Background: Historically, Kirschner wires have been used for fixation of the interphalangeal joints of the toe. They are still the most popular form of fixation, likely due to training patterns, ease of use, and decreased cost. Recently, numerous medullary fixation devices have become available, including medullary screws.
Methods: After performing various forms of fixation for the correction of toe deformities, the authors have developed a new pilot hole technique for screw fixation advancing on the previously described pilot hole technique for Kirschner wire fixation.
Results: The authors have found this method to provide intraoperative confidence that improper hardware placement has not occurred.
Conclusions: The pilot hole technique described in this paper is a safe and effective technique that may be employed by surgeons using screw fixation for the treatment of hammertoe deformities. The technique reduces the possibility of surgeon error and helps to ensure that the screw is properly placed within the phalanges when properly employed.
Background: Recurrent ulceration is a common problem after partial first-ray amputations. Loss of the first metatarsophalangeal joint contributes to altered biomechanics and increased pressure on the foot. This may increase risk of adjacent ulcerations and additional amputations. Preserving first-ray length maintains the metatarsal parabola and limits transfer lesions, but few data support this. We aimed to evaluate the incidence of ulceration after partial first-ray amputations and to assess the association between metatarsal protrusion distance and recurrent ulceration.
Methods: Thirty-two consecutive patients underwent unilateral partial first-ray amputation at various levels along the first metatarsal, and the metatarsal protrusion distance was measured after surgery. Incidence of ulceration was evaluated on the ipsilateral foot. We hypothesized that patients with a longer first metatarsal were less likely to ulcerate again on the ipsilateral foot.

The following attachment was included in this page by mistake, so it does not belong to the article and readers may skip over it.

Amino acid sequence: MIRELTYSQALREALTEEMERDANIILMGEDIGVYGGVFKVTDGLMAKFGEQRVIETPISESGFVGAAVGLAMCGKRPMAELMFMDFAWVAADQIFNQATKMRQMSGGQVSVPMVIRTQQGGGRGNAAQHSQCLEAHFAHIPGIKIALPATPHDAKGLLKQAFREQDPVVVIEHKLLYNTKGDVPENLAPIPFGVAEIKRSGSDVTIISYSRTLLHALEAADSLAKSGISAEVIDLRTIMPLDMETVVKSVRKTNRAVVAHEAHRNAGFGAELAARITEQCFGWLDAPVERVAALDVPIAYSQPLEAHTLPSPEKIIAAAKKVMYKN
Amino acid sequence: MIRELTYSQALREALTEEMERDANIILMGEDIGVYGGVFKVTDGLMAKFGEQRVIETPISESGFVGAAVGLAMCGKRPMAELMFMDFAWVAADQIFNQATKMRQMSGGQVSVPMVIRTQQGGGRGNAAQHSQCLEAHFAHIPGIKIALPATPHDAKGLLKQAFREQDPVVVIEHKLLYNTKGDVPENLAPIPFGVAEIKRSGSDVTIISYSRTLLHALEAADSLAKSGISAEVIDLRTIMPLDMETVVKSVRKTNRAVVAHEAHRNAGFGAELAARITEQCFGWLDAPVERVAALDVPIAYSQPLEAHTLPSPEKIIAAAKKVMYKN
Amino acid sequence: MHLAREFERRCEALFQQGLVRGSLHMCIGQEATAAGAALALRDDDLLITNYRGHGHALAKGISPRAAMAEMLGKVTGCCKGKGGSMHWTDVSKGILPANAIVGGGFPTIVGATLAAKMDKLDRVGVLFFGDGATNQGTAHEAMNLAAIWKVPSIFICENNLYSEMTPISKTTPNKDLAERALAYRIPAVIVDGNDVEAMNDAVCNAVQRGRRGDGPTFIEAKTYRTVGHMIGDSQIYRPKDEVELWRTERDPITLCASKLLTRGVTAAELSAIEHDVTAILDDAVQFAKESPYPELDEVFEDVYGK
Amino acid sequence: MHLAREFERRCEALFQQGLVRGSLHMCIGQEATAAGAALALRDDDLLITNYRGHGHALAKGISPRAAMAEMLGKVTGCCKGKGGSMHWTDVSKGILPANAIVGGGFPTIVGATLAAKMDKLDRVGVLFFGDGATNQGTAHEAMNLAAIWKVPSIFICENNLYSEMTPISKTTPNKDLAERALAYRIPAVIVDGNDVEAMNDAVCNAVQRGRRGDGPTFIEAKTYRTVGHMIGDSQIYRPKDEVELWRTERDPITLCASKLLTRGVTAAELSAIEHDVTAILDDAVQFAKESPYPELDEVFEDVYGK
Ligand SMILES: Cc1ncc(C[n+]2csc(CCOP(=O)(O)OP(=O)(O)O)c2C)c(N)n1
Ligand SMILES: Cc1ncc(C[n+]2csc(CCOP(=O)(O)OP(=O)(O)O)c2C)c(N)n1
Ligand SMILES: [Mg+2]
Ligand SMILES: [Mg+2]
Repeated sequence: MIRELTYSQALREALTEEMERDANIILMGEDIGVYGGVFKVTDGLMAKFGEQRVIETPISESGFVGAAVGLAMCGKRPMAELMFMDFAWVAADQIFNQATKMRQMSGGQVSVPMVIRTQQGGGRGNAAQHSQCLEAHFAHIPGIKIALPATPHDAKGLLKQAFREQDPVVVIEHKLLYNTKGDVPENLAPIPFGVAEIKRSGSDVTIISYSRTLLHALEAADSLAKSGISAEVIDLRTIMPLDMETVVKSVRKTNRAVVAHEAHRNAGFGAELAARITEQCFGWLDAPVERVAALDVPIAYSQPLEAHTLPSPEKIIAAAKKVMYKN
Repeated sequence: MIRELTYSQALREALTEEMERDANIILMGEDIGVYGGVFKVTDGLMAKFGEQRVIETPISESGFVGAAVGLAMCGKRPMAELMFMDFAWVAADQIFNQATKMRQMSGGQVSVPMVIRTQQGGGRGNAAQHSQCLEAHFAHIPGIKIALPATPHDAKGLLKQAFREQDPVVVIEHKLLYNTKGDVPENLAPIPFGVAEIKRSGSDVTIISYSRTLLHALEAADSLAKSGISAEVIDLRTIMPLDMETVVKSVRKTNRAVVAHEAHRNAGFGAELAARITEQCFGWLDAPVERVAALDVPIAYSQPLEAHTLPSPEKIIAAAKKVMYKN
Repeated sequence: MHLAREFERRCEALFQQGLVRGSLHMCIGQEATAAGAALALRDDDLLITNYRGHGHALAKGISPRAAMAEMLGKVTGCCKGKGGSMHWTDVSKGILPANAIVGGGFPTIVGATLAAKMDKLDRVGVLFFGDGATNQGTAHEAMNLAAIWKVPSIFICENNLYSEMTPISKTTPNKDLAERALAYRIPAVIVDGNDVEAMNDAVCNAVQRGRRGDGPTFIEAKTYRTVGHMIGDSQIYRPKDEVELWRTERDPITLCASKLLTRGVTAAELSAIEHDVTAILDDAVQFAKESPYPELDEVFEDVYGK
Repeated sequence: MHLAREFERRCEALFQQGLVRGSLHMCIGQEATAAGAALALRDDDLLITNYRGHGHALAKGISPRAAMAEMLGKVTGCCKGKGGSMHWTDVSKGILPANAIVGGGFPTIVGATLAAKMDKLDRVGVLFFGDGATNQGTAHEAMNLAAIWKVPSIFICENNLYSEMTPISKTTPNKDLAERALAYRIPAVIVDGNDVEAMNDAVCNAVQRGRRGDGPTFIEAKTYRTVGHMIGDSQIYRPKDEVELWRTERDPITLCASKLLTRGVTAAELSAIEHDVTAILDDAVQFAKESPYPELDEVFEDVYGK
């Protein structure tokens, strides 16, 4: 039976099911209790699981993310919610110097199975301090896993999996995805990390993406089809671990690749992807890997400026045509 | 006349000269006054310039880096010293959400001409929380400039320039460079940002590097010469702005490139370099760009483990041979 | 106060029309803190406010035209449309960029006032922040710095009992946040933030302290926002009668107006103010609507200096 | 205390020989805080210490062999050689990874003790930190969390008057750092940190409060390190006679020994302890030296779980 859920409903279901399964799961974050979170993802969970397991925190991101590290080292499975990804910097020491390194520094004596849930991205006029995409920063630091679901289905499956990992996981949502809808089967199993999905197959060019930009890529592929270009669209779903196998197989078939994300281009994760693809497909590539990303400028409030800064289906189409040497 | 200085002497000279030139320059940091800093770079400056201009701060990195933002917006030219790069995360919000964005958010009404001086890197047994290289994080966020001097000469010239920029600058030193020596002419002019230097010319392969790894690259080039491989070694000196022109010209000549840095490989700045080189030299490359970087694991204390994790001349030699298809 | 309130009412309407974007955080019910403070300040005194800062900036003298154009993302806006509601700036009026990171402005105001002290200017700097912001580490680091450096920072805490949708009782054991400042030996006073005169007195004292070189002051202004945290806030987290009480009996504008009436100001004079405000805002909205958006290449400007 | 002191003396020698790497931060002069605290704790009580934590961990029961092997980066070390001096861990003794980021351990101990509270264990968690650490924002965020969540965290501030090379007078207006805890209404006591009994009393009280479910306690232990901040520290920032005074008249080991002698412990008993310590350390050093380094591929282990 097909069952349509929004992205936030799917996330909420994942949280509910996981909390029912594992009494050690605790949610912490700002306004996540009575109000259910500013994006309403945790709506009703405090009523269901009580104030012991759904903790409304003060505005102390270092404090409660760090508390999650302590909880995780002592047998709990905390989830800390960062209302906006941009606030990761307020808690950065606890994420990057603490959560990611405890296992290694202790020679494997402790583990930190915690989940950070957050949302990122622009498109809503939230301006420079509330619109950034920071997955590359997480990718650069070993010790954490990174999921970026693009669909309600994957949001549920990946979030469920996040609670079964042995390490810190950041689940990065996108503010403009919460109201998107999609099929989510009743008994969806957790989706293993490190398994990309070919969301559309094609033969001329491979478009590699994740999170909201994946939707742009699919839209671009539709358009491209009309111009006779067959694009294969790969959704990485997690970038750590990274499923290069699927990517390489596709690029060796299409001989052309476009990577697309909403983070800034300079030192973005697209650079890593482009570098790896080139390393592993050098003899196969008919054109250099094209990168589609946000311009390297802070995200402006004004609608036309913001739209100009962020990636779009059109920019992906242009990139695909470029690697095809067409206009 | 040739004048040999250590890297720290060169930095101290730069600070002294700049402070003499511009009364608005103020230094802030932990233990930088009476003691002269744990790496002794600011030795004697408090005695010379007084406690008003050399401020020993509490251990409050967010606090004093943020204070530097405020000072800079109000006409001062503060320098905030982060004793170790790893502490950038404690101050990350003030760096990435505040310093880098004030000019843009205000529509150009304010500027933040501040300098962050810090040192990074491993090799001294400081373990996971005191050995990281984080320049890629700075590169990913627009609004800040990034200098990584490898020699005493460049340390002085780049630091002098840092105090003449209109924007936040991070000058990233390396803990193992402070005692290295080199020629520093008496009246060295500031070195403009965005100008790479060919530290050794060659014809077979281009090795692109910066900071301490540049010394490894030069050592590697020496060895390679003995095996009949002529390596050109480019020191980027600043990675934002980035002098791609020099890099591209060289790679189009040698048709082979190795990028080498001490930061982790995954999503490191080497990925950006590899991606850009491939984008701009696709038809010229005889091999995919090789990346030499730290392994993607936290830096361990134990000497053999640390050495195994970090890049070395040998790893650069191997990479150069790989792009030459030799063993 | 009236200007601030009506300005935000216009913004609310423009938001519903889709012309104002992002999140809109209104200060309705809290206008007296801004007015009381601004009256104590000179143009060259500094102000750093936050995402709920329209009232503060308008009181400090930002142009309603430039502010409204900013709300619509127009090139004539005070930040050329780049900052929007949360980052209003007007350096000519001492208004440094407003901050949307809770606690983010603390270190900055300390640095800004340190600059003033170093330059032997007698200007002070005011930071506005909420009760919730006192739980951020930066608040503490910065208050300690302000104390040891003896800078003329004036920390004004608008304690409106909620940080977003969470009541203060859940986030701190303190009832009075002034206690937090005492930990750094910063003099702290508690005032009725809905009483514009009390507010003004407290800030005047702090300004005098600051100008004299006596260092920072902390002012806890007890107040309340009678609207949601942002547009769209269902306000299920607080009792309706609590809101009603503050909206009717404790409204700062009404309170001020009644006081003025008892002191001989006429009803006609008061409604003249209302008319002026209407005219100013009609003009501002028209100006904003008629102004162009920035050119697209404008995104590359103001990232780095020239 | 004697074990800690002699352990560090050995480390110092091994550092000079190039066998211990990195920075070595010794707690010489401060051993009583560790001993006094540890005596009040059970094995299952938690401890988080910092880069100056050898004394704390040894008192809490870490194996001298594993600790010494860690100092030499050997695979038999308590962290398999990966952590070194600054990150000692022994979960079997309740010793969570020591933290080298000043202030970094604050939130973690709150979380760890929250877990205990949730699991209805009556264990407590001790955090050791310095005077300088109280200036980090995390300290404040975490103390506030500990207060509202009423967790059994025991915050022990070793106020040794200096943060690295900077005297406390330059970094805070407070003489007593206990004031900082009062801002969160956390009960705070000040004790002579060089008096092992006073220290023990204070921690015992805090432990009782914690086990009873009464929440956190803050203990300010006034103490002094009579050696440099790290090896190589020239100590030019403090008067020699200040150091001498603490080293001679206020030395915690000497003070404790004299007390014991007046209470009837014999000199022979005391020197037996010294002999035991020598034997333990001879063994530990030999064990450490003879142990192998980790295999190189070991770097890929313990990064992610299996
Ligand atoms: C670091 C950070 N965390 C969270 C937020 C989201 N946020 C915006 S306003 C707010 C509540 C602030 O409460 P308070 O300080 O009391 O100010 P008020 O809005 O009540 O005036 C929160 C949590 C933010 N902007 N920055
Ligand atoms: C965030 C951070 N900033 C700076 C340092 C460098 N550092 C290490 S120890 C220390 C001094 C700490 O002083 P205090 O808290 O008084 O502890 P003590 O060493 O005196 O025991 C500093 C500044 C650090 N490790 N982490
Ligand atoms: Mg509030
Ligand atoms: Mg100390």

Results: Fourteen patients (43.8%) ulcerated again after partial first-ray amputation. Mean time to ulceration was 104 days. Active smoking status was associated with increased risk of another ulceration (P = .02), and chronic kidney disease was associated with a decreased risk of recurrent ulceration (P = .03). The average metatarsal protrusion distance for patients who ulcerated again after surgery was 36.1 mm versus 25.9 mm for patients who did not (P = .04). Logistic regression analysis of the receiver operating characteristic curve demonstrated an ideal cutoff length for recurrent ulceration of 37 mm (area under the curve = 0.7381). Patients with a protrusion distance greater than 37 mm were nine times as likely to ulcerate again (95% CI, 1.7–47.0).
Conclusions: Partial first-ray amputations can be a good initial salvage procedure to clear infection and prolong bipedal ambulatory status. Unfortunately, these patients are prone to recurrent ulceration. Significant loss of first metatarsal length is a poor prognostic indicator for recurrent ulceration.
One of the challenges after central ray resection is a large soft-tissue defect. Many authors have reported the use of external fixators as a means of narrowing the forefoot. Ours is the first article to report an interesting case using widely available and inexpensive tools such as Kirschner and cerclage wires as an external fixation means of narrowing the forefoot after a complete second-ray resection and extensive soft-tissue debridement for a severe diabetic foot ulcer. This simple yet inexpensive technique is easy to perform for any foot and ankle surgeon at any hospital or surgical center.
Plantar vein thrombosis (PVT) is an atypical cause of plantar heel pain and is seldom reported in the literature. We present a unique, rare case report of a patient exhibiting plantar heel and medial arch pain caused by thrombosis in the plantar medial branch of the posterior tibial vein. The diagnosis was made by means of magnetic resonance imaging, showing lobulated hypointensity in the medial plantar vein, consistent with a PVT. In this article, we provide an overview of the clinical signs of PVT, which is most commonly plantar heel pain. Furthermore, we discuss ultrasound and magnetic resonance imaging as diagnostic modalities, and conservative treatment options, including anti-inflammatory medications, anticoagulation therapy, and compression therapy. As with other types of venous thromboembolism, this condition must also be diagnosed without delay to avoid potential complications.